Why Holding Onto The Past Hurts Us And How We Stop the Cycle of Hurt
Parents make mistakes..sometimes big mistakes. There is wisdom in being the child of those parents and ending the cycle.
Good or bad, we are defined, as adults, by who our parents were.
We all take into our adult lives, traits and characteristics from the two people who influenced us most during our formative years.
Depending on your childhood, that can be a wonderful thing or a pretty awful thing.
Being like one's mother and father can mean the difference between growing up happy and secure and taking that security with you into adulthood or it can also mean growing up unsure, insecure and never really knowing if you matter enough for anyone to love you.
If you are the latter, you spend years trying to escape your past. Inevitably, our pasts catch up with us and turn us upside down, inside out. We fight against it, but we are the only ones who can make peace with what was before in order to move toward what will be.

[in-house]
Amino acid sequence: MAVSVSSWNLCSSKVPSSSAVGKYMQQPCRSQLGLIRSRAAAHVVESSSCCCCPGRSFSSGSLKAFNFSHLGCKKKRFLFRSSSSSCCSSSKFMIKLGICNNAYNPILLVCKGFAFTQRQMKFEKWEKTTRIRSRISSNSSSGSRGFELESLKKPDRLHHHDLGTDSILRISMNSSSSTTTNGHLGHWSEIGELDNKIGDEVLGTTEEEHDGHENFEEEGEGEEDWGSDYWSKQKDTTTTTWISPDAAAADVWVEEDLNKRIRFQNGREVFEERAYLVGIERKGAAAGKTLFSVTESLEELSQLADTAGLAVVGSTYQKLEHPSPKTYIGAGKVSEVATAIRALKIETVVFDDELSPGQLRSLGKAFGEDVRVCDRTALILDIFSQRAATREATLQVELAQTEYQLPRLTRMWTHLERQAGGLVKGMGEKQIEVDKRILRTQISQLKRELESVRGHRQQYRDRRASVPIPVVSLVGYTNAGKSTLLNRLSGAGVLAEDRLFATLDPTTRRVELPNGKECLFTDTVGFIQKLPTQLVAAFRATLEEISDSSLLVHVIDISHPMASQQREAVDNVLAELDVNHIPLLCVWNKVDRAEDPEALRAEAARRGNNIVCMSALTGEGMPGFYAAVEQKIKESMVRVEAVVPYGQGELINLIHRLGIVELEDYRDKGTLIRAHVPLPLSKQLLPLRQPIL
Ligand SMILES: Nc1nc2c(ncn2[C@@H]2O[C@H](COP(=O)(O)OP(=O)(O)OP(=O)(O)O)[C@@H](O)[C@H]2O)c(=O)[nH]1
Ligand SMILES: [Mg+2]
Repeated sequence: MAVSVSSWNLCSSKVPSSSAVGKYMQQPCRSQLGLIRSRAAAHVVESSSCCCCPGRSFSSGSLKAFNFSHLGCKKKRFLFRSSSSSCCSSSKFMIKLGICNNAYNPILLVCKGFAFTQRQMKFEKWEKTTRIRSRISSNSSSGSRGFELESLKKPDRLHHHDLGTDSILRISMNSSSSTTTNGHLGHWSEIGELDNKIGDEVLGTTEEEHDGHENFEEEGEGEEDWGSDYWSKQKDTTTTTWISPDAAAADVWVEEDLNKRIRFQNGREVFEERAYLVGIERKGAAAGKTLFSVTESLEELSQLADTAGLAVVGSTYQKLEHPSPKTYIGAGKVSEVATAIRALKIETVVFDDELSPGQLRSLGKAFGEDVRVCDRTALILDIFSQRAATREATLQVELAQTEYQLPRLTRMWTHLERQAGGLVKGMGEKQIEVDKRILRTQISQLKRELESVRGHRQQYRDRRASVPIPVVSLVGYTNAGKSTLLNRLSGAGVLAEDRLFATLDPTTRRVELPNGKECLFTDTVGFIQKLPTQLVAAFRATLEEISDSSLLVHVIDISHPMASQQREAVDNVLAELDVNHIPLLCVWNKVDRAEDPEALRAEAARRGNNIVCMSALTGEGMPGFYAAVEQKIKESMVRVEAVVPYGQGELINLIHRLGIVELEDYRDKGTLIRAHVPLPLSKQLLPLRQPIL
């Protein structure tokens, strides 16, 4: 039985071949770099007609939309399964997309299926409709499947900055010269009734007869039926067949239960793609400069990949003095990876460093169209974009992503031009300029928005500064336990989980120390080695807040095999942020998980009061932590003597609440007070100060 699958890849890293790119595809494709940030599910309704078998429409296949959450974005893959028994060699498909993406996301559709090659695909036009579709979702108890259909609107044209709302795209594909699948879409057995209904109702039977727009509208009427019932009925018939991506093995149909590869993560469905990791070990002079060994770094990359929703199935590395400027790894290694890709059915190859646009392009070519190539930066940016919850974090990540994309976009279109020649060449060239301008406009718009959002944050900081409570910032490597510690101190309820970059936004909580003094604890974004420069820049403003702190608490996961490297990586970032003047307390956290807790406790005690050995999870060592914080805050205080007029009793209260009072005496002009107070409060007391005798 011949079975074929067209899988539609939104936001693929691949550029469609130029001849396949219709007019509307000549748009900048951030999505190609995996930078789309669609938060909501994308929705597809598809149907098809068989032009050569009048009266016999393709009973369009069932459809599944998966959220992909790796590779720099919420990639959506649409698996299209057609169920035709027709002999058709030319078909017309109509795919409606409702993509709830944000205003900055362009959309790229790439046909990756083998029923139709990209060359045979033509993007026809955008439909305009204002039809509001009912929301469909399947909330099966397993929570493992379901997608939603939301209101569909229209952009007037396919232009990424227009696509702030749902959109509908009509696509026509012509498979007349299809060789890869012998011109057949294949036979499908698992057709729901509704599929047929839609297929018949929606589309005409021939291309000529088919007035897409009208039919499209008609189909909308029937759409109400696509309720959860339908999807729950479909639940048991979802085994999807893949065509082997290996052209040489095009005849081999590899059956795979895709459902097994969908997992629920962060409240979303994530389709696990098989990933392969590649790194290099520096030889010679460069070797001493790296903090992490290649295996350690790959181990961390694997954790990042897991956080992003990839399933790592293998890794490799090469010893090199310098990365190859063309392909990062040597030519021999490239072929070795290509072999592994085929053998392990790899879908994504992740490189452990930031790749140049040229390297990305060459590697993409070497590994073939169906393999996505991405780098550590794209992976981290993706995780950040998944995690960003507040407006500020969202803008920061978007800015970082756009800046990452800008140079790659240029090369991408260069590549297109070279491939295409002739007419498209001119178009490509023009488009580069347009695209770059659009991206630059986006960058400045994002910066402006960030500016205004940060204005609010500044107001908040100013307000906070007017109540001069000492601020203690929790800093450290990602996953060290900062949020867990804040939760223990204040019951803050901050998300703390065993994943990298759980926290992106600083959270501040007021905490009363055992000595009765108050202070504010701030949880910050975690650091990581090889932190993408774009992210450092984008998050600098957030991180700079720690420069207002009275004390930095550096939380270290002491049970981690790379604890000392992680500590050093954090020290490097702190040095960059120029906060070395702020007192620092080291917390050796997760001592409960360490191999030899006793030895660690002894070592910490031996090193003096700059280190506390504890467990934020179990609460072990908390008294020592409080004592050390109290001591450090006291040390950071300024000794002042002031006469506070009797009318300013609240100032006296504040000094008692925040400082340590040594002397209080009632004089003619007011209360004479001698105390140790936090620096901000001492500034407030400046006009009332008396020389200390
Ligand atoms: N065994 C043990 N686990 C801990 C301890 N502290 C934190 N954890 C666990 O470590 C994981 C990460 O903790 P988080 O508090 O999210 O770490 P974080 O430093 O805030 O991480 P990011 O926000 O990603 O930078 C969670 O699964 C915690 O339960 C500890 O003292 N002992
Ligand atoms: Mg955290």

Our personal relationships can suffer because we simply cannot believe that anyone could really love us. After all, you grew up thinking that the 2 people who should have loved you the most didnt, so how can ANYONE else love you?
We bumble around trying to escape our pasts, knowing that when we lay our heads down at night, we are faced with the reality that everything we are today, is because of who we were yesterday.
The problem with running away from the hurts of yesterday, is that we never truly allow ourselves to recognize the good things from those days. All of us have someone, or something that gave us self esteem and some feelings of worth. Someone validated us enough to make us able to get up everyday and move in the right direction. We often find it hard to remember the good times because the bad times are so powerful and that power controls us.
In embracing the good and the bad, and in taking control of our lives and embracing our past with all of its sadness and despair, we begin to heal and we begin to also forgive.
We come full circle and even tho our childhoods might have been flawed and not what we wished they might have been, we find a way to understand.
Parents are far from perfect. Perhaps some of us had parents who were severely imperfect. It is in forgiving them and all of their flaws, that we can finally begin to accept and love ourselves.